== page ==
Dropping down into Rapture after your plane crashes into the ocean at the beginning of BioShock is a scene that fans of the series will always look back on fondly. Seeing Rapture for the first time and all of its dilapidated structures and psychotic creatures doesn’t leave much to the imagination.
Everything in Rapture is well thought out and once you start exploring the creepy hallways and all-too-quiet areas, you will begin to wonder, “what exactly did happen here?” BioShock’s environmental storytelling lets the player decide if they want to learn more about Andrew Ryan’s planned utopia.
Searching every nook and cranny, the first encounter with a Big Daddy, and finding out the big twist, are just a few things in the game that make it worth playing again if we ever had the chance to get rid of the memory of our initial playthroughs. That twist would have made my jaw drop once again.
Metroid Prime Trilogy
Stepping off of our favorite bounty hunter’s ship and seeing Samus for the first time in 3D had a similar effect as to when people first got their hands on Ocarina of Time, but Metroid Prime was different.
This time, we get to control Samus from the first-person perspective, with the UI inside of her helmet acting as a part of the gameplay experience.
You can see all her levels on the corners of the screen, such as her health, which was important to keep in mind as Samus is alone as ever in the Metroid Prime series. As you slowly discover new enemies, power-ups, and the lore that the game offers to players, you can’t help but be immersed in Samus’ mission to fight off the Space Pirates on the planet Tallon IV.
The Metroid Prime Trilogy is over and done with, but there is a fourth entry coming to the Switch that will bring Samus back to the forefront.
Maybe Samus can shoot us with one of her missiles or something to knock us out cold. If we get hit hard enough, we won’t remember anything from this series, allowing us to play through it like it was brand-new.
Journey is a spiritual and emotional experience that’s hard to define. You don’t fight anything and the entire game is essentially a walking simulator with light platforming and diet puzzle-solving.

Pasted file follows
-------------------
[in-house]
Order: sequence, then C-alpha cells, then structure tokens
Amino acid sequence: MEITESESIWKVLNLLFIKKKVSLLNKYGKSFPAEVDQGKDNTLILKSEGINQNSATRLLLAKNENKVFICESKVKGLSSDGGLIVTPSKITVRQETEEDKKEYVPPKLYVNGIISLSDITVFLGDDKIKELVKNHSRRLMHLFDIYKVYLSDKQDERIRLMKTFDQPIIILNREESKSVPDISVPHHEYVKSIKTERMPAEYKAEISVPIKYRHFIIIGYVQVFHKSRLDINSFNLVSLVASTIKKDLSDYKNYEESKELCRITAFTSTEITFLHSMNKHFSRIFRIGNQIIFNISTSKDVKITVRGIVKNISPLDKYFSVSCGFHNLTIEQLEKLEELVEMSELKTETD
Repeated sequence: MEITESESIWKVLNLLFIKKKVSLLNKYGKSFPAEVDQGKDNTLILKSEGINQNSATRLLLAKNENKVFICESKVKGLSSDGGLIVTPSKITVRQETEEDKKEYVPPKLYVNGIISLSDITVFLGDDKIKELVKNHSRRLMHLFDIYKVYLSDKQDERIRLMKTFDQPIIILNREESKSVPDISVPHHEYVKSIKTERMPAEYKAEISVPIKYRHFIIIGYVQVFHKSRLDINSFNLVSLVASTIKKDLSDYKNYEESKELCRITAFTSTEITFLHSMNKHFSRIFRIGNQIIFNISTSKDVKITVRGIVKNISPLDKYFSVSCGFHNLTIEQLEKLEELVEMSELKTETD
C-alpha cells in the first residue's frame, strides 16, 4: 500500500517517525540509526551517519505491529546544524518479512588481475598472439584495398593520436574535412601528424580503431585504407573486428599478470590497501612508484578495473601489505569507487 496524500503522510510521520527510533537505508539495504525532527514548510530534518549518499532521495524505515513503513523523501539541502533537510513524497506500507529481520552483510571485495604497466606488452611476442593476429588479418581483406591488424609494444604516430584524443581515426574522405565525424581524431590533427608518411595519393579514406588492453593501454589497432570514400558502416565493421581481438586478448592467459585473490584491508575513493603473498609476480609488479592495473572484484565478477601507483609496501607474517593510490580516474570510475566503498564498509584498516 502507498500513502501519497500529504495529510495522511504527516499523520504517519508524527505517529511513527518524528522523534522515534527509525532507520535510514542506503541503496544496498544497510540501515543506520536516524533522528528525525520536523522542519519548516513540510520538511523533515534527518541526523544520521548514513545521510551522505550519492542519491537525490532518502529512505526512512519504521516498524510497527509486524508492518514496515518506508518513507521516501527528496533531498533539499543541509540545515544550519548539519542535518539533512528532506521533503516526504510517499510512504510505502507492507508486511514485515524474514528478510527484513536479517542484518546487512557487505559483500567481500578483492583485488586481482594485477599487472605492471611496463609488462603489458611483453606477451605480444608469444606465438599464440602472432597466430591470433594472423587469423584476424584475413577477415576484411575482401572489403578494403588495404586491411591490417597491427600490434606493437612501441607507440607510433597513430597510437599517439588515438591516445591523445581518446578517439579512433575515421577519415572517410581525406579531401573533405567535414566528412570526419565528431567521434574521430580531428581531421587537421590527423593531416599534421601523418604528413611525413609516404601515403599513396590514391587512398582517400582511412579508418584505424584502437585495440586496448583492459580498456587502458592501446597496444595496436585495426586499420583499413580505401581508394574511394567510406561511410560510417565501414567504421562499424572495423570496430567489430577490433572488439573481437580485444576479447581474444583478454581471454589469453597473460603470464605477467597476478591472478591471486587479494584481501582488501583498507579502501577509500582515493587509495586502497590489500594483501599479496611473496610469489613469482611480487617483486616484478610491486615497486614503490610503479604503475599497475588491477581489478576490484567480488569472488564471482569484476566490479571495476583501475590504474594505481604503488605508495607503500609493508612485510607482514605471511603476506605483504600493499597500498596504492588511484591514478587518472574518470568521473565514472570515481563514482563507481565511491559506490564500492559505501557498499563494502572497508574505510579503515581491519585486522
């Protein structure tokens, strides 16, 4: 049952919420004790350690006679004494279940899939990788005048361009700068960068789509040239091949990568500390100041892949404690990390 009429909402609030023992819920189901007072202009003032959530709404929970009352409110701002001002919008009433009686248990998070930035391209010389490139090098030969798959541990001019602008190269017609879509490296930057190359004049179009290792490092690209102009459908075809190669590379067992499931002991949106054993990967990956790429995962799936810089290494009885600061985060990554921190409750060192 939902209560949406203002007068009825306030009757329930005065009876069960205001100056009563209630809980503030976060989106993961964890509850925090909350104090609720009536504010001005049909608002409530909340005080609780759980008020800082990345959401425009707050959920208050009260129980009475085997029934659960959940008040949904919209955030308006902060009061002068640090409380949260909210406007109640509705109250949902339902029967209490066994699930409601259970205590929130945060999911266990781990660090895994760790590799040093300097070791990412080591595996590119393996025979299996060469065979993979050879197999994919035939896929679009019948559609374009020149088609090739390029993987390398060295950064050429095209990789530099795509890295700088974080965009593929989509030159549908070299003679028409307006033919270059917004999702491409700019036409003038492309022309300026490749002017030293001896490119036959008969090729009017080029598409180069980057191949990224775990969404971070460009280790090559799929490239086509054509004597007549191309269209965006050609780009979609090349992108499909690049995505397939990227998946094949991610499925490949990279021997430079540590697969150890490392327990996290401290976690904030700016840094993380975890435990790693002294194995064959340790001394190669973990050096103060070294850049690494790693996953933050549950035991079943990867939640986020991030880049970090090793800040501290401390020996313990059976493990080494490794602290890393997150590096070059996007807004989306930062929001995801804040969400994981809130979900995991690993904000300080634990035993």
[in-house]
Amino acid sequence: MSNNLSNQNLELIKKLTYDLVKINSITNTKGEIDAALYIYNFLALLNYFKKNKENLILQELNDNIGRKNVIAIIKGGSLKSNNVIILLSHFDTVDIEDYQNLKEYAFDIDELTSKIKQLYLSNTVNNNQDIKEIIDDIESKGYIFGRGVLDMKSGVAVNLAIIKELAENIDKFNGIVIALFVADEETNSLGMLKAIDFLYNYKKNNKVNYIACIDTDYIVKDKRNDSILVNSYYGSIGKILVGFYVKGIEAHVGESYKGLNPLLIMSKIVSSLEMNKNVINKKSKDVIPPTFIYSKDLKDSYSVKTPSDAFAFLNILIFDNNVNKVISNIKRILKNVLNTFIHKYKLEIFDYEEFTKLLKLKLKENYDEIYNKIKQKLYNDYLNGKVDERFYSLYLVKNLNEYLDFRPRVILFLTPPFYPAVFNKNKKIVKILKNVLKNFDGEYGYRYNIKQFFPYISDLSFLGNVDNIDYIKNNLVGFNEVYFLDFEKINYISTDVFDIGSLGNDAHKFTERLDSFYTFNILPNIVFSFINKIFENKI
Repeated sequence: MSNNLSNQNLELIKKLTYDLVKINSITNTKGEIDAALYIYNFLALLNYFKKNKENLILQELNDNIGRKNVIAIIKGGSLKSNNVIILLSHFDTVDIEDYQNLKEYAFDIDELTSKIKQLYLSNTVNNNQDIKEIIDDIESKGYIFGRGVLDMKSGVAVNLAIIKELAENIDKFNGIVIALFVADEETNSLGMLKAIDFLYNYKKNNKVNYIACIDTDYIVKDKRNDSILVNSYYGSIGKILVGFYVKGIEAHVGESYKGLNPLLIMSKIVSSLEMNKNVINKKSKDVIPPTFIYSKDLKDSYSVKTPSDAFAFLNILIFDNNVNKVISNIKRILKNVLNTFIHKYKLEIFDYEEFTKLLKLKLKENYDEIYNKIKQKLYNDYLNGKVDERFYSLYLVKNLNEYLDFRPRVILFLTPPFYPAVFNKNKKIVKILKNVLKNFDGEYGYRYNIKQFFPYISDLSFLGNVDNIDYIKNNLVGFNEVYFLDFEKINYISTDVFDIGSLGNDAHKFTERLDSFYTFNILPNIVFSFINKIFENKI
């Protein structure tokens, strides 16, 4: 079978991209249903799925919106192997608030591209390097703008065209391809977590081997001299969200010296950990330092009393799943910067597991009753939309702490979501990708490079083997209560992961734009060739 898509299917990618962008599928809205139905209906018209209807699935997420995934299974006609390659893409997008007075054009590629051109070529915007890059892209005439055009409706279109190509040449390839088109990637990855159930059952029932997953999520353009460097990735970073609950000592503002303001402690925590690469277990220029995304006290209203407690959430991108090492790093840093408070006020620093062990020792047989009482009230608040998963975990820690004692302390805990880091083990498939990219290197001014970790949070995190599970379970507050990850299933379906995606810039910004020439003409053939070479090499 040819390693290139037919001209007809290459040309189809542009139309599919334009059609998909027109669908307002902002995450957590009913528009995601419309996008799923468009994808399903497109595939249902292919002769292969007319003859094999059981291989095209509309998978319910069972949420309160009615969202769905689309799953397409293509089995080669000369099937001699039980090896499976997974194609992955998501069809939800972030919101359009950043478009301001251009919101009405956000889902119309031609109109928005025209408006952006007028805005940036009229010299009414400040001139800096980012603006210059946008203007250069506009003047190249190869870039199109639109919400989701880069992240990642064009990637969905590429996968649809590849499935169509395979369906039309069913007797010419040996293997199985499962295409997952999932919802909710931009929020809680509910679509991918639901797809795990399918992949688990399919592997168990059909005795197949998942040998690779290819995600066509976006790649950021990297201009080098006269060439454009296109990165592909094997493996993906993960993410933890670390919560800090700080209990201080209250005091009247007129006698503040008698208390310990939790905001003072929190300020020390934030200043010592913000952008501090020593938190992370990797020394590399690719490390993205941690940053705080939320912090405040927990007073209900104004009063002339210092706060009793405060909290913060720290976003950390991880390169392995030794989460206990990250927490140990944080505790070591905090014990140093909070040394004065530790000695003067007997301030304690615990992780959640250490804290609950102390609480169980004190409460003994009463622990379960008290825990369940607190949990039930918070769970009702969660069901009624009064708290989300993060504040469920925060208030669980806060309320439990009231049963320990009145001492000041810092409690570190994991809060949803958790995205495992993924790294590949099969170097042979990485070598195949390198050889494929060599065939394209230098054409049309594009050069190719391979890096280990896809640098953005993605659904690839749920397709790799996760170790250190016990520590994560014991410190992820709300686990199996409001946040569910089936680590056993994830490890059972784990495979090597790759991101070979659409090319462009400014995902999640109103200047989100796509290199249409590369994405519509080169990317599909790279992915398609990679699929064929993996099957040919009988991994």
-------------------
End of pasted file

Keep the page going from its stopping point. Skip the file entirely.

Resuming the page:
The goal is to get across this vast stretch of land to eventually get to the top of a celestial mountain, a mountain that is always seen in the distance, pretty much no matter where you are. The game pairs you with a second player who looks just like you, but there’s no way to communicate by text. You can chirp at each other, creating a dialogue that only the two of you could understand.
There are many different meanings that you can think of when it comes to the end of Journey, but my depiction of the story is one that is very depressing, emotional, and yet, beautiful all at the same time.
Video games don’t usually make me cry, but Journey is one of those games that hit me right in the gut in the final act. Replaying this game now doesn’t evoke the same feelings, but boy, if I had my memory wiped, I will be needing a couple of tissues.
Shadow of the Colossus
Shadow of the Colossus tasks you with killing 16 colossi that are scattered across the lands and resemble titans, aquatic creatures, and even huge birds. The land that you traverse is quite stunning as you can roam about on foot or by way of a horse to seek out your 16 victims.
The main character, Wander, is attempting to bring his lover back to life and the only way is to take care of these monstrous creatures that act as moveable puzzles.
You see, there are no other enemies or characters to interact with in SotC, making the experience feel very lonely and melancholy. There are no other weapons besides your sword and bow and arrow, making each boss fight simple but also quite intricate.
Stabbing them is easy to do, but figuring out how to access all of the bosses’ weak points is the real puzzle here. Taking down all 16 colossi is a journey that’s unforgettable and surprisingly difficult to accomplish if you refuse to think outside of the box.
Telltale’s The Walking Dead
Telltale had developed several other titles before diving into the already established Walking Dead franchise, but the first season of the adventure game put Telltale onto the map.
The first season of The Walking Dead puts us into the shoes of a man named Lee, who comes across a little girl named Clementine, and together, they work to survive a zombie outbreak —one that will forever change the rest of their lives.
The narrative-driven point and click zombie game forced us to make heart-pounding decisions that we really didn’t want to make. Lee tries to protect Clementine with all of his willpower but there’s not much you can do when danger lurks around every corner, making it the hardest job ever.
There’s one big moment at the end of season one that is just heartbreaking to go through, but that moment is what makes The Walking Dead more than just a zombie game. It’s about humans and their connections to one another, but there just happens to be zombies all around them.
I would do anything to feel those emotions again as if I was playing this for the first time.